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Considerable confusion exists regarding the safety of chaparral. Chaparral itself does not appear to be toxic even when given to animals in very high doses. 1 In particular, it does not appear to contain any liver toxins. Nonetheless, there have been recurrent reports of severe liver or kidney injury associated with use of the herb. 2 While in some of these cases cause and effect was poorly established, in others the connection seems clear.
Almost all reports involved chaparral tablets or extracts rather than the more traditional tea; however, the significance of this distinction is not clear. It is quite likely, though not proven, that liver or kidney toxicity chaparral is an “idiosyncratic reaction,” something in the nature of a rare allergy. However, until this situation is cleared up, internal use of chaparral must regarded as presenting unknown risks. Since chaparral has no established benefits as yet, it is probably best to simply avoid it.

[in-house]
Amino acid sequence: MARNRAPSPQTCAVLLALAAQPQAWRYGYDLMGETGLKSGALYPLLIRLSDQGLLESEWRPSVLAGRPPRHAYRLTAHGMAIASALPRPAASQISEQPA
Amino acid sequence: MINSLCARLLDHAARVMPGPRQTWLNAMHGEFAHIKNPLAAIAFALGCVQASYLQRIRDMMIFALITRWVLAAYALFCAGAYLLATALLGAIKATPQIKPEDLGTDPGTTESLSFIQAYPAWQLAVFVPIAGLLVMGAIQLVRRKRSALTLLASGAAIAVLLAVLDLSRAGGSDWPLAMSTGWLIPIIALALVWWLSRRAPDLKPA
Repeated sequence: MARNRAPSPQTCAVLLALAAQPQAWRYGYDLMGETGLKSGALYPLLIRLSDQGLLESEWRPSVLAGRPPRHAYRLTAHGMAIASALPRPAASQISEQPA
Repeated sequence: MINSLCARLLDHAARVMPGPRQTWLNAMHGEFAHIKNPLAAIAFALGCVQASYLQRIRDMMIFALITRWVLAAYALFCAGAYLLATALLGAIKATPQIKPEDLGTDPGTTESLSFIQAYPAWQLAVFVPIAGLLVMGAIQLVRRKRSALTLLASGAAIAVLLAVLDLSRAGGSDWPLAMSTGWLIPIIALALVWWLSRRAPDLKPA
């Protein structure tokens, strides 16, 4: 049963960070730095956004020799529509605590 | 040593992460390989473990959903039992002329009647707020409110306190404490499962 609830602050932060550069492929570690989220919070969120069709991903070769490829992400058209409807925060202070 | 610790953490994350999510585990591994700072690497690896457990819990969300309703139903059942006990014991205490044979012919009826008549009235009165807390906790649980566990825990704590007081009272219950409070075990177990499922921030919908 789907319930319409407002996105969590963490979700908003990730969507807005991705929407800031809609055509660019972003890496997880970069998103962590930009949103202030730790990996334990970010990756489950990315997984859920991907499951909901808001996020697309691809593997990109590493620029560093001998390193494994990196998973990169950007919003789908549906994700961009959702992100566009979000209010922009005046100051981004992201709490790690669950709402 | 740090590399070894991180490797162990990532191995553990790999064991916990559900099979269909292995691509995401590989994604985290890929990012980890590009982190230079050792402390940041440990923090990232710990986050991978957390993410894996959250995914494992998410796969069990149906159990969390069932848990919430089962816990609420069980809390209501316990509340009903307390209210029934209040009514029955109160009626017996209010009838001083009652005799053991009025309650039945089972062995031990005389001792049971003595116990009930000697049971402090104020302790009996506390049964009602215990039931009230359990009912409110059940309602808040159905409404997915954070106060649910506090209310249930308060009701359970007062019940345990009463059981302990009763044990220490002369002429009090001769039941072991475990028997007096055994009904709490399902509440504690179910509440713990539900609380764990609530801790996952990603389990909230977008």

- Brinker F. Larrea tridentata (D.C.) Coville (chaparral or creosote bush) [review]. Br J Phytother. 1993/1994;3:10-31.
- Sheikh NM, Philen RM, Love LA. Chaparral-associated hepatotoxicity. Arch Int Med. 1997;157:913-919.